kdeaddons-3.5.12-i486-1.tgz
 kdegames-3.5.12-i486-1.tgz
 kdeedu-3.5.12-i486-1.tgz
 digikam-3.5.12-i486-1_SBoT.tgz
 k9copy-3.5.12-i486-1_SBoT.tgz
 koffice-3.5.12-i486-1.tgz
 arts-3.5.12-i486-1.tgz
 kdepim-3.5.12-i486-1.tgz
 ktorrent-3.5.12-i486-1.tgz
 kdenetwork-3.5.12-i486-1.tgz
 gwenview-3.5.12-i486-1_SBoT.tgz
 kdeartwork-3.5.12-i486-1.tgz
 sip-4.11.1-i486-1_SBoT.tgz
 kdewebdev-3.5.12-i486-1.tgz
 amarok-3.5.12-i486-1.tgz
 kdebase-3.5.12-i486-1.tgz
 kdelibs-3.5.12-i486-1.tgz
 libcaldav-0.6.5-i486-1.tgz
 knemo-3.5.12-i486-1.tgz
 
Old 10-22-2010, 09:44 AM   #27
statguy
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This looks like something I need to install, but after reading the instructions Woodsman provided a link to in his OP, I find myself a bit confused (or more confused than usual).

I am running Slack 12.2 with kde 3.5.10. There appeared to be instructions for building 3.5.12 directly or patching the 3.5.10 sources. I'm worried if I go the patch route, I will mess things up terribly. The instructions say that for a 3.5.12 build, it needs to be done with no 3.5.10 present (it says something about a chroot? environment which I can read about).

So, suppose I build 3.5.12 directly from source. Then what? Do I use upgradepkg to install the built packages, or do I need to to a removepkg of all existing KDE stuff followed by an installpkg?
 
Old 10-23-2010, 02:17 PM   #28
Woodsman
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Quote:
I don't well understand a purpose of a aaaREADME.txt file in TDE packages collection. There is a list of additional libraries and software. Are they needed for Trinity to work? Should I install all of them? I am asking because I have some problems with building (eg. graphviz).
I intended the aaaREADME.txt file to provide information about how I built the Trinity packages. Straightforward open disclosure. As requested previously in the thread, I updated the file to include which versions of the non-Trinity packages I used. Usually there is a 24-hour delay in updating the repository, which I do not control. Hopefully the updated file is available tomorrow.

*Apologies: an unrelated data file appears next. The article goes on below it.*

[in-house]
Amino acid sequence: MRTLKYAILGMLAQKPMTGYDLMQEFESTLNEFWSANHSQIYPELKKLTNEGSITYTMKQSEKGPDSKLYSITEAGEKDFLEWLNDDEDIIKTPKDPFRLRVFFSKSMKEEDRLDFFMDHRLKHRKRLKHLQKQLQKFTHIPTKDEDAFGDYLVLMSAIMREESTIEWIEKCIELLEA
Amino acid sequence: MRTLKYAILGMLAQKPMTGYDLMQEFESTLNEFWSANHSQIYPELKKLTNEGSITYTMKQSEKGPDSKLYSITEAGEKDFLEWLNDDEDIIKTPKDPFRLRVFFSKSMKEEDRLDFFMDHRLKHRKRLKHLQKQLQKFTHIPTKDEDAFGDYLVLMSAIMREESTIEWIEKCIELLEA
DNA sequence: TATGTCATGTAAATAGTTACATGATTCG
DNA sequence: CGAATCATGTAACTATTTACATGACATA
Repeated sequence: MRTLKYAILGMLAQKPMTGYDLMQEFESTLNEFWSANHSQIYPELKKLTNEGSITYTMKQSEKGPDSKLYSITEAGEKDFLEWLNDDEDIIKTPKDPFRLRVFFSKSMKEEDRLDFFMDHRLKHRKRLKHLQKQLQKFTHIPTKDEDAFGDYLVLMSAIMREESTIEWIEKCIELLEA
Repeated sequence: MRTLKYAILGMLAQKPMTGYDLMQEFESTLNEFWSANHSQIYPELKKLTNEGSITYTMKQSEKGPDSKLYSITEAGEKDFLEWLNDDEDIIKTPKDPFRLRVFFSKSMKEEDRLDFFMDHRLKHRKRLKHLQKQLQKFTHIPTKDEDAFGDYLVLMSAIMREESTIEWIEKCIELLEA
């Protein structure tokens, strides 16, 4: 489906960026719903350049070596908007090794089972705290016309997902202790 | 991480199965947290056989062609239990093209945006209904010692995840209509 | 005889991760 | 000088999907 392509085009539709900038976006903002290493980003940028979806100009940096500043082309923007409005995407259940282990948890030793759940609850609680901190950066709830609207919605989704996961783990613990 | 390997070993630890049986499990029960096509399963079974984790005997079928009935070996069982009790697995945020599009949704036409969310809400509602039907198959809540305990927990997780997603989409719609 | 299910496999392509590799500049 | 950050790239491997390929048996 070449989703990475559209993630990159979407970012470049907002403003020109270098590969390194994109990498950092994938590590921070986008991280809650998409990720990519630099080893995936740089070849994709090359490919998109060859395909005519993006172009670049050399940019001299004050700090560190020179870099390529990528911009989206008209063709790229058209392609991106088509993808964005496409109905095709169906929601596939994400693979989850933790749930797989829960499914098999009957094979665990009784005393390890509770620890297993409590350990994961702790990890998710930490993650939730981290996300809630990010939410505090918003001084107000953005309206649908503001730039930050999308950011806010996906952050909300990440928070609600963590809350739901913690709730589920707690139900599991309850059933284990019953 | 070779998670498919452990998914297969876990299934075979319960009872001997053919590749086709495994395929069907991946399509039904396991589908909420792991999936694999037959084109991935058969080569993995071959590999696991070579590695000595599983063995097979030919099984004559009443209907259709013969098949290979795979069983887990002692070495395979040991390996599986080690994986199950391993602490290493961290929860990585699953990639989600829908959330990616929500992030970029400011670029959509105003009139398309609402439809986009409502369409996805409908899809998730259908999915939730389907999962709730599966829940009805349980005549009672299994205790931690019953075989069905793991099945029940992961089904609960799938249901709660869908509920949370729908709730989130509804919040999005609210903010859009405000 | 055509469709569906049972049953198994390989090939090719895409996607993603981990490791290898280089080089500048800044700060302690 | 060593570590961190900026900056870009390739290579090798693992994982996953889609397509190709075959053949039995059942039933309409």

In the past KDE was built on Slackware without any of the hooks KDE was capable of using. A pure stock build. An example is K3B. My hope and intention of building Trinity packages was to enable those hooks for users such that when they added those additional non-Trinity packages, the underlying Trinity packages would be able to take advantage immediately without having to rebuild Trinity packages. My goal was to help people who like the Slackware design but do not necessarily want to build packages.

Folks who build Trinity on their own do not have to build or install those non-Trinity packages.

The non-Trinity packages are not needed with the pre-built Trinity packages either. I am only one person and have not tested exhaustively, but I have not yet found a problem with the Trinity packages when those non-Trinity packages are not installed.

Regarding graphviz, I am using 12.2 and built graphviz 2.26.3 without issues in my Trinity chroot environment.

Quote:
These are missing dependencies for Trinity binaries I found on my system
I am only one person and have limited ability to check and test multiple environments. I wish I could. I readily admit that additional people are needed to help test anything I offer. What I have done works for me, but I never will admit or agree that everything will just work for others. That is the purpose of beta testing.

I also admit that currently my personal schedule is crazy. I can't test and continue testing like I want. Basically I'm limited to part of the weekend to try to help. I will help as much as I can, but if Trinity is to become meaningful for Slackware users, then a few additional people are going to have to help. I'm between a rock and hard place with my time right now.

More participation is something I warmly embrace. Just a few more people would mean a significant difference in preparing and testing Trinity with Slackware. I think Trinity offers a wonderful way to keep using KDE on older hardware and provides a plausible option for people who liked KDE 3.5. In my opinion, Trinity has become what KDE 3.5 should have been before the KDE developers started KDE 4.

Quote:
I am running Slack 12.2 with kde 3.5.10. There appeared to be instructions for building 3.5.12 directly or patching the 3.5.10 sources. I'm worried if I go the patch route, I will mess things up terribly.
The two options are unique and not related.